A Montreal journalist goes to England to investigate the life of his great uncle, Edmund Candler, who reported for the London Daily Mail on the 1903 British invasion of Tibet, land of magic and roof of the world. What Candler found in the rare air of the Himalayas was not what he expected. His friendship with the captured Tibetan peasant, Sarge (an anagram of Gesar, great Tibetan warrior), turns his life upside down and inside out. Richard Gere should make a film of this book.A novel based on the 1903 British invasion of Tibet.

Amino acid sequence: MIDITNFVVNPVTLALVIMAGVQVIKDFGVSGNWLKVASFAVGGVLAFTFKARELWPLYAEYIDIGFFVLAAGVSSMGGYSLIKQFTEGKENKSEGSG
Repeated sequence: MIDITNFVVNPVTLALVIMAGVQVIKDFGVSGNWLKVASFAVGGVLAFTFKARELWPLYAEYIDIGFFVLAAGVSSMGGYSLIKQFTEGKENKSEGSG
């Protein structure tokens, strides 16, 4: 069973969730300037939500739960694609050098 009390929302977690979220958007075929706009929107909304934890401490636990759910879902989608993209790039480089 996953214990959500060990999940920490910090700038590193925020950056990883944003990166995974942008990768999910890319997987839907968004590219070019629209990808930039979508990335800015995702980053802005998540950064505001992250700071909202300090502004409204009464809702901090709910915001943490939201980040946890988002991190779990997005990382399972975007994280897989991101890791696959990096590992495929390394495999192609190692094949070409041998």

Zen and the art of the word...and tap dancing. No really, all my work is involved, not only with character and plot but language as well, for I love language, its lilt and tilt and sway. I read everything by: Beckett, Joyce, Conrad, Garcia Marquez, Ondaatje, Don McKay (Canadian poet), Billy Collins, Li Po, Tu Fu, Basho, Su Tung Po and other Japanese and Chinese traditional poets. I could go on and on, and will. I'm also a Buddhist and meditator, not that I write about that but it infuses everything I write. I've taught creative writing at University of Ottawa, Carleton University, and about five other schools. I studied with Allen Ginsberg, Michael McClure and Robert Duncan at Naropa Institute in Boulder, Colorado in summer, 1976. A life-changing event for me and my writing. I also read everything by Pema Chodron, Chogyam Trungpa Rinpoche and Sakyong Mipham Rinpoche. I write everything: fiction, poetry, nonfiction, government speeches, high tech bumpf for marketing but I always do it from the point of view of storytelling. There's always a story to tell. That's why I love history -- history is nothing but stories.